There are three holiday entertainment events I call the “Holiday Trifecta.” Take your family to these three — Dickens’ “A Christmas Carol” (theater), “Amahl and the Night Visitors” (opera) and “The Nutcracker” (ballet) — and you’ve more than done your duty by the holidaze.
1. ‘Amahl and the Night Visitors’
2 p.m. and 7 p.m. Dec. 9; 2 p.m. Dec. 10. Opera Orlando, now in its second season, already is calling “Amahl and the Night Visitors” a holiday tradition. Presented in (its original) English, Gian Carlo Menotti’s charming story, inspired by the journey of the Three Kings, was commissioned for television by NBC and was broadcast Dec. 24, 1951, as the debut production of the history-making Hallmark Hall of Fame. The first opera composed for television in America, 2017 sees Opera Orlando offering a new, stunning production, designed and directed by Grant Preisser. Performed in the Pugh Theater at the Dr. Phillips Center, Music Director Robin Jensen will conduct musicians from the Orlando Philharmonic. For tickets, visit drphillipscenter.org.
2. Central Florida Ballet’s ‘The Nutcracker’
2 p.m. and 7:30 p.m. Dec 16; 2 p.m. Dec. 17. “The Nutcracker” gets special treatment by this company, and it has been noticed nationally for its efforts. Merging the classic fairytale with more pyrotechnics (cloud effects and small explosions) than any seen in any ballet before (or since), the Central Florida Ballet will present three performances of its renowned “Nutcracker” at the Orange County Convention Center. Unique to Central Florida, the company consulted with people at the theme parks to create its exciting special effects, leading to a feature in the Wall Street Journal and USA Today and being named “one of five outstanding productions in the entire nation” by CNN Headline News. New this season, Director Vasile Petrutiu announced custom-built sets from Russia. For tickets, visit centralfloridaballet.com.
3. Orlando Ballet’s ‘The Nutcracker’ and ‘The Nutcracker Family Show’
Dec. 21 to 24. The Orlando Ballet’s magical journey to a fantasy world promises the kind of performance that makes little girls wish to become ballerinas. Including a performance on Christmas Eve, the on-stage Christmas Eve party shows how a gift from her godfather helps Clara grow in courage, poise and, perhaps, the stirrings of “first love.” After a battle with the Mouse King, the toy nutcracker becomes a handsome cavalier who introduces Clara to Mother Ginger, the Sugar Plum Fairy and a host of other characters. Everyone will enjoy the falling snow and candy canes at this holiday classic including a one-hour performance for young audiences (11 a.m. Dec. 23) with activities for children before the show. “‘The Nutcracker’ is an annual holiday tradition for so many families, but also a great opportunity to experience ballet for the first time,” Artistic Director Robert Hill said. For tickets, visit drphillipscenter.org.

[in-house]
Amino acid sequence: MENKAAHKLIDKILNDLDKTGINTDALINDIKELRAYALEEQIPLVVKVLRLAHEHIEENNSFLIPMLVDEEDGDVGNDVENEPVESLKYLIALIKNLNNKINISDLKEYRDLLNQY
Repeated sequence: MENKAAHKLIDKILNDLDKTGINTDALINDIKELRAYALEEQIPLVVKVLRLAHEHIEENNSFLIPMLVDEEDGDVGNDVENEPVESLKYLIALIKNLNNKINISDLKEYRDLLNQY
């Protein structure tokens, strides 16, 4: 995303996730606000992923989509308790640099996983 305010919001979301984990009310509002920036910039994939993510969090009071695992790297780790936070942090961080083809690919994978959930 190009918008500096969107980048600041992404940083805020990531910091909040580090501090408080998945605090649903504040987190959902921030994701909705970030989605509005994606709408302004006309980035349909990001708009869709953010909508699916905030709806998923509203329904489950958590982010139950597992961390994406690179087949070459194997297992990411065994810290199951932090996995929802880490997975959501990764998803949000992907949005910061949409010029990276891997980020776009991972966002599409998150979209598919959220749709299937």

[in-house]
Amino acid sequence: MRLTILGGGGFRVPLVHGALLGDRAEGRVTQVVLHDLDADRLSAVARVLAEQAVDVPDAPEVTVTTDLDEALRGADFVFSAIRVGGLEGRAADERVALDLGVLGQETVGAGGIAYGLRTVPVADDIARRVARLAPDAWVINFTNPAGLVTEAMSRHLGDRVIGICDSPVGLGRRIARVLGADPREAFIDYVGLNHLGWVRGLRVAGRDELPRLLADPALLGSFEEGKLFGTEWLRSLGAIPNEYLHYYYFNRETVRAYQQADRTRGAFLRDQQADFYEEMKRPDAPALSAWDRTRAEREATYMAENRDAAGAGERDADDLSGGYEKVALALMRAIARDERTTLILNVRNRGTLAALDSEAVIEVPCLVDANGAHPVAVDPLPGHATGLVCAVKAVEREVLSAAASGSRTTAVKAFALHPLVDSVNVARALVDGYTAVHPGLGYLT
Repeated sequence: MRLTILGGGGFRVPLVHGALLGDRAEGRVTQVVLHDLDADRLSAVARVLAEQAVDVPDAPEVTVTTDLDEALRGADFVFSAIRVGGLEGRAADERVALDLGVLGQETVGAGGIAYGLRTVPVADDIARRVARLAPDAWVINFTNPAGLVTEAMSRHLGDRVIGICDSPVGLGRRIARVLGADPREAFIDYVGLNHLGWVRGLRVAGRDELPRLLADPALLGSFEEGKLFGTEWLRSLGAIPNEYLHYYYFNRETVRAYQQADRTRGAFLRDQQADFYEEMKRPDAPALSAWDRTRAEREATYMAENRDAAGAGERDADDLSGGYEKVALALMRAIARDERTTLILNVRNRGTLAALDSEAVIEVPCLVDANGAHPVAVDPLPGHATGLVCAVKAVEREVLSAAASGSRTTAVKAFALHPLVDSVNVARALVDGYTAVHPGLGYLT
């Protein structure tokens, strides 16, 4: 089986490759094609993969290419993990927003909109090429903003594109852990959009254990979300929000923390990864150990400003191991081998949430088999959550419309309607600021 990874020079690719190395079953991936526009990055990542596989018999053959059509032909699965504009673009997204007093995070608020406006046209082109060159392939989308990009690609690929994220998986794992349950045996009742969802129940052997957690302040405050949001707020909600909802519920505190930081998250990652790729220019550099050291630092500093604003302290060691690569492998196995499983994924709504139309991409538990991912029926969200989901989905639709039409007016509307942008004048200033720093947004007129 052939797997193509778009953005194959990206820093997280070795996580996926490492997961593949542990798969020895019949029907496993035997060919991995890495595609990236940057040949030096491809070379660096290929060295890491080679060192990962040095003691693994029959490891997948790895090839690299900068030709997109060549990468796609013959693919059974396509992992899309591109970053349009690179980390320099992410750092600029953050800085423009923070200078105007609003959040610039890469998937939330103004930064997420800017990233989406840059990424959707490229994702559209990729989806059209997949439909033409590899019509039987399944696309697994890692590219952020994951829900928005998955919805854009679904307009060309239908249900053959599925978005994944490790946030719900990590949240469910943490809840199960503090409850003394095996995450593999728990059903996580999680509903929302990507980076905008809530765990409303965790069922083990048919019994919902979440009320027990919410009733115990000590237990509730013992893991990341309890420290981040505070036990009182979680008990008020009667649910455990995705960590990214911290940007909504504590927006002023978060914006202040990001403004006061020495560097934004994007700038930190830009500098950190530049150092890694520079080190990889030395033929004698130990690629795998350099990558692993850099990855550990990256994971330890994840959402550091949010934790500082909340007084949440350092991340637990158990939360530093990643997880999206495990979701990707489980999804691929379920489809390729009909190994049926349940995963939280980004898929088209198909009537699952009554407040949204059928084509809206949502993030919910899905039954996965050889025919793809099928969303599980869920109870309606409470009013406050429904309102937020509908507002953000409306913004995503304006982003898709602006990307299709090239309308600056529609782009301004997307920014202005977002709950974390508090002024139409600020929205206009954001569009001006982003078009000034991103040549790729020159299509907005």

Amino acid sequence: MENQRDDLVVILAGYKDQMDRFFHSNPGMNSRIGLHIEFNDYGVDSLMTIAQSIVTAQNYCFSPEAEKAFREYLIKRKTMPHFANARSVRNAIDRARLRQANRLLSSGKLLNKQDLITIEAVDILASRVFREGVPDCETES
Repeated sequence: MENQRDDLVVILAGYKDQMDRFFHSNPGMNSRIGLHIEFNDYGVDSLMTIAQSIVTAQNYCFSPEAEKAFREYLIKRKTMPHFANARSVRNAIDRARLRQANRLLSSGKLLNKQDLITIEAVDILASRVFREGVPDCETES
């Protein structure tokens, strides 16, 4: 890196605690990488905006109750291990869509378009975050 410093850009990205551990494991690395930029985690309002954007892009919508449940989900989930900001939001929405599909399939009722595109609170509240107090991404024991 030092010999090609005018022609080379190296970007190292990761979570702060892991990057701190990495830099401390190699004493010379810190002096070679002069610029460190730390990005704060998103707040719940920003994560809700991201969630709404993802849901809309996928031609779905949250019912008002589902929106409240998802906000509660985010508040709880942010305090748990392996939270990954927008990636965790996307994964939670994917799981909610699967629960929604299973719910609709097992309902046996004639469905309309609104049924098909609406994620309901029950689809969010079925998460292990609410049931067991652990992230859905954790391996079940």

4. Phantasmagoria’s ‘A Christmas Carol, a Ghost Story of Christmas’
8 p.m. Dec. 15 and 16; 2 p.m. Dec. 17 (Orlando Shakespeare Center); 7:30 p.m. Dec. 21 (Athens Theater, Deland); 2 p.m. and 7:30 p.m. Dec. 23 (Wayne Densch Arts Center, Sanford). Orlando’s own Victorian Grand Guignol Performance Troupe Phantasmagoria will present the best known and most loved “ghost story” of all time — Charles Dickens “A Christmas Carol, a Ghost Story of Christmas” in its own adaptation. This troupe will bring its signature onslaught of theatrical movement, dance, puppetry, projections, music and storytelling to the stage. Dickens’ London comes to life in a new — and different — adaptation of the classic. This brilliant troupe made its name scaring audiences by performing ghost stories at Halloween. Now, it has its hands on a Christmas classic. For tickets, call (407) 476-5121 (Orlando Shakespeare Center); (386) 736-1500 (Athens Theater); or (407) 321-8111 (Wayne Densch Arts Center).
5. One-Man Presentation of ‘A Christmas Carol’
7:30 p.m. Dec 22 and 23; 2 p.m. Dec. 24. David McElroy, of Southern Winds Theatre, is about to celebrate his 20th year of performing a one-man production of “A Christmas Carol.” Not only is that some kind of performance record, but the great news is that, after seeing the production last season, I can say it is as moving and relevant as it was when Dickens’ fable was first published — 174 years ago. David McElroy is a theatrical tour-de-force as he takes on 37 different characters — with little more than a change of a piece of clothing and/or vocal inflection to define a character. It is a major compliment to say that, during the performance, I often forgot I was watching one person perform all the characters. He is that convincing. This solo interpretation works for both adults and children, and dazzles audiences in the process. Presented at the Blue Bamboo Center, 1905 Kentucky Ave in Winter Park. Call (407) 636-9951 or visit bluebambooartcenter.com.